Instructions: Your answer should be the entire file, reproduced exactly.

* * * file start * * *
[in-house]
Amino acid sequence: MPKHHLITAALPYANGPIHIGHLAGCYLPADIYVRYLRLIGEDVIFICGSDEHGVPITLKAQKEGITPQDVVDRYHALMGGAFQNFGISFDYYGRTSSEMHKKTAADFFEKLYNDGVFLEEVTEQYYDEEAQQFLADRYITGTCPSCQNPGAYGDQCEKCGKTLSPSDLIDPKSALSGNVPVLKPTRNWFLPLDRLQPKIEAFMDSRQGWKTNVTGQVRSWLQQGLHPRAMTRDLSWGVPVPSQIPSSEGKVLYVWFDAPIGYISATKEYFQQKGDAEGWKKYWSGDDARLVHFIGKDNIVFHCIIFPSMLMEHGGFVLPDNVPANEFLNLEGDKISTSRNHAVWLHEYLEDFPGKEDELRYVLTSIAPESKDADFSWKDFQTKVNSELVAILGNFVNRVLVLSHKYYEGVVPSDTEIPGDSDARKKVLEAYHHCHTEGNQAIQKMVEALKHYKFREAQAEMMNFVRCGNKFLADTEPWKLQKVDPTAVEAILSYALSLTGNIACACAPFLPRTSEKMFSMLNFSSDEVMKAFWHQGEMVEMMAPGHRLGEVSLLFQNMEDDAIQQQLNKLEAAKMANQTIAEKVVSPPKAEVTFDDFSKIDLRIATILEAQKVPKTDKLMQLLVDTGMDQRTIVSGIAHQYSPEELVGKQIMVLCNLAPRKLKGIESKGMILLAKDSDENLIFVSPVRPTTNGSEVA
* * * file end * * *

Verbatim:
[in-house]
Amino acid sequence: MPKHHLITAALPYANGPIHIGHLAGCYLPADIYVRYLRLIGEDVIFICGSDEHGVPITLKAQKEGITPQDVVDRYHALMGGAFQNFGISFDYYGRTSSEMHKKTAADFFEKLYNDGVFLEEVTEQYYDEEAQQFLADRYITGTCPSCQNPGAYGDQCEKCGKTLSPSDLIDPKSALSGNVPVLKPTRNWFLPLDRLQPKIEAFMDSRQGWKTNVTGQVRSWLQQGLHPRAMTRDLSWGVPVPSQIPSSEGKVLYVWFDAPIGYISATKEYFQQKGDAEGWKKYWSGDDARLVHFIGKDNIVFHCIIFPSMLMEHGGFVLPDNVPANEFLNLEGDKISTSRNHAVWLHEYLEDFPGKEDELRYVLTSIAPESKDADFSWKDFQTKVNSELVAILGNFVNRVLVLSHKYYEGVVPSDTEIPGDSDARKKVLEAYHHCHTEGNQAIQKMVEALKHYKFREAQAEMMNFVRCGNKFLADTEPWKLQKVDPTAVEAILSYALSLTGNIACACAPFLPRTSEKMFSMLNFSSDEVMKAFWHQGEMVEMMAPGHRLGEVSLLFQNMEDDAIQQQLNKLEAAKMANQTIAEKVVSPPKAEVTFDDFSKIDLRIATILEAQKVPKTDKLMQLLVDTGMDQRTIVSGIAHQYSPEELVGKQIMVLCNLAPRKLKGIESKGMILLAKDSDENLIFVSPVRPTTNGSEVA